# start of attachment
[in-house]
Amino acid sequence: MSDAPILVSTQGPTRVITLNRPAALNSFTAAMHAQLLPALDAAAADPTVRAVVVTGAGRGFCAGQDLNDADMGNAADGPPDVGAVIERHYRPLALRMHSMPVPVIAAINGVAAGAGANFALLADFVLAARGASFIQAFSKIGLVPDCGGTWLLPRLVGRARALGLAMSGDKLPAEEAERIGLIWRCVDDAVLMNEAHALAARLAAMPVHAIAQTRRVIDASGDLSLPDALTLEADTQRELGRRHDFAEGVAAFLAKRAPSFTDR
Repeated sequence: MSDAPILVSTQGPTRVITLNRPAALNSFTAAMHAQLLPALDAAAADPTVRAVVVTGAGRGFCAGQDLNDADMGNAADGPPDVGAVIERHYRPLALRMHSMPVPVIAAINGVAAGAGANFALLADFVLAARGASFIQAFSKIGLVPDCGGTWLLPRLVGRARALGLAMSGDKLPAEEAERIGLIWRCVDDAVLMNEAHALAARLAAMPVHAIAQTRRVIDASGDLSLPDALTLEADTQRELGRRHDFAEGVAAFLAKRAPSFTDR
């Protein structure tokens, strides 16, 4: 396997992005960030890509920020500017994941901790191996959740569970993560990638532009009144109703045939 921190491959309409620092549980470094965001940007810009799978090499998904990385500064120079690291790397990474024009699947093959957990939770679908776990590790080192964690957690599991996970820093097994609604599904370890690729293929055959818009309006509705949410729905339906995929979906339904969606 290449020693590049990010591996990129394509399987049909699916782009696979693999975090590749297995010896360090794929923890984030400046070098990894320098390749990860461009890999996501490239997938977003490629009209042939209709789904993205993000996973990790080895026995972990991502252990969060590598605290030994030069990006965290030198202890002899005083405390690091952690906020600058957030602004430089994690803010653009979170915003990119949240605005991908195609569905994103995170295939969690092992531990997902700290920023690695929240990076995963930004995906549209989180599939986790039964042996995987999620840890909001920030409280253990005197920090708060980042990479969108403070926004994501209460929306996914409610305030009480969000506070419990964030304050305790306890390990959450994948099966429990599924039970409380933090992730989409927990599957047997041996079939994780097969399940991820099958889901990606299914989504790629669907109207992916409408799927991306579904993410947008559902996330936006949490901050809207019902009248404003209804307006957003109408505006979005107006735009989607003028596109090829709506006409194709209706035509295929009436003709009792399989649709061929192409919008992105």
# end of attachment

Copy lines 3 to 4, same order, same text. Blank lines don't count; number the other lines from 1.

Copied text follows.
Repeated sequence: MSDAPILVSTQGPTRVITLNRPAALNSFTAAMHAQLLPALDAAAADPTVRAVVVTGAGRGFCAGQDLNDADMGNAADGPPDVGAVIERHYRPLALRMHSMPVPVIAAINGVAAGAGANFALLADFVLAARGASFIQAFSKIGLVPDCGGTWLLPRLVGRARALGLAMSGDKLPAEEAERIGLIWRCVDDAVLMNEAHALAARLAAMPVHAIAQTRRVIDASGDLSLPDALTLEADTQRELGRRHDFAEGVAAFLAKRAPSFTDR
């Protein structure tokens, strides 16, 4: 396997992005960030890509920020500017994941901790191996959740569970993560990638532009009144109703045939 921190491959309409620092549980470094965001940007810009799978090499998904990385500064120079690291790397990474024009699947093959957990939770679908776990590790080192964690957690599991996970820093097994609604599904370890690729293929055959818009309006509705949410729905339906995929979906339904969606 290449020693590049990010591996990129394509399987049909699916782009696979693999975090590749297995010896360090794929923890984030400046070098990894320098390749990860461009890999996501490239997938977003490629009209042939209709789904993205993000996973990790080895026995972990991502252990969060590598605290030994030069990006965290030198202890002899005083405390690091952690906020600058957030602004430089994690803010653009979170915003990119949240605005991908195609569905994103995170295939969690092992531990997902700290920023690695929240990076995963930004995906549209989180599939986790039964042996995987999620840890909001920030409280253990005197920090708060980042990479969108403070926004994501209460929306996914409610305030009480969000506070419990964030304050305790306890390990959450994948099966429990599924039970409380933090992730989409927990599957047997041996079939994780097969399940991820099958889901990606299914989504790629669907109207992916409408799927991306579904993410947008559902996330936006949490901050809207019902009248404003209804307006957003109408505006979005107006735009989607003028596109090829709506006409194709209706035509295929009436003709009792399989649709061929192409919008992105």